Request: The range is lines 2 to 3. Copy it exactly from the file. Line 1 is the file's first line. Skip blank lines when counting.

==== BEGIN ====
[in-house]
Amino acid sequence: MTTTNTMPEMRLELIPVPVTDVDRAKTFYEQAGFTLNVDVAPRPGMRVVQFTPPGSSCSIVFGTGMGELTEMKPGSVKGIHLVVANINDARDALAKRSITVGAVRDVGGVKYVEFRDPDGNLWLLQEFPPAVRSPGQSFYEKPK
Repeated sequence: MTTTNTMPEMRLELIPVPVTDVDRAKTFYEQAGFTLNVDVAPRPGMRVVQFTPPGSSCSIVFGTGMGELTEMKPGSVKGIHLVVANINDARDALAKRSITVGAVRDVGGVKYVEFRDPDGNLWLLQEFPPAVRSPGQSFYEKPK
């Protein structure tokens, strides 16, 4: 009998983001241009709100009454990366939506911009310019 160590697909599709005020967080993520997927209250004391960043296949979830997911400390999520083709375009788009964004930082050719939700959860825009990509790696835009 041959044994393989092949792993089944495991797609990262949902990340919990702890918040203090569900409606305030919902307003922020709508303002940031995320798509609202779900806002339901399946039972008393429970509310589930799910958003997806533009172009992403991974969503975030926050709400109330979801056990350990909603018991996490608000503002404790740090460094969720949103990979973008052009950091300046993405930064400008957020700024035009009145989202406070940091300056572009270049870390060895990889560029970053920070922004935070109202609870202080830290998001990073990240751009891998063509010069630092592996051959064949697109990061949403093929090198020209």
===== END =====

Amino acid sequence: MTTTNTMPEMRLELIPVPVTDVDRAKTFYEQAGFTLNVDVAPRPGMRVVQFTPPGSSCSIVFGTGMGELTEMKPGSVKGIHLVVANINDARDALAKRSITVGAVRDVGGVKYVEFRDPDGNLWLLQEFPPAVRSPGQSFYEKPK
Repeated sequence: MTTTNTMPEMRLELIPVPVTDVDRAKTFYEQAGFTLNVDVAPRPGMRVVQFTPPGSSCSIVFGTGMGELTEMKPGSVKGIHLVVANINDARDALAKRSITVGAVRDVGGVKYVEFRDPDGNLWLLQEFPPAVRSPGQSFYEKPK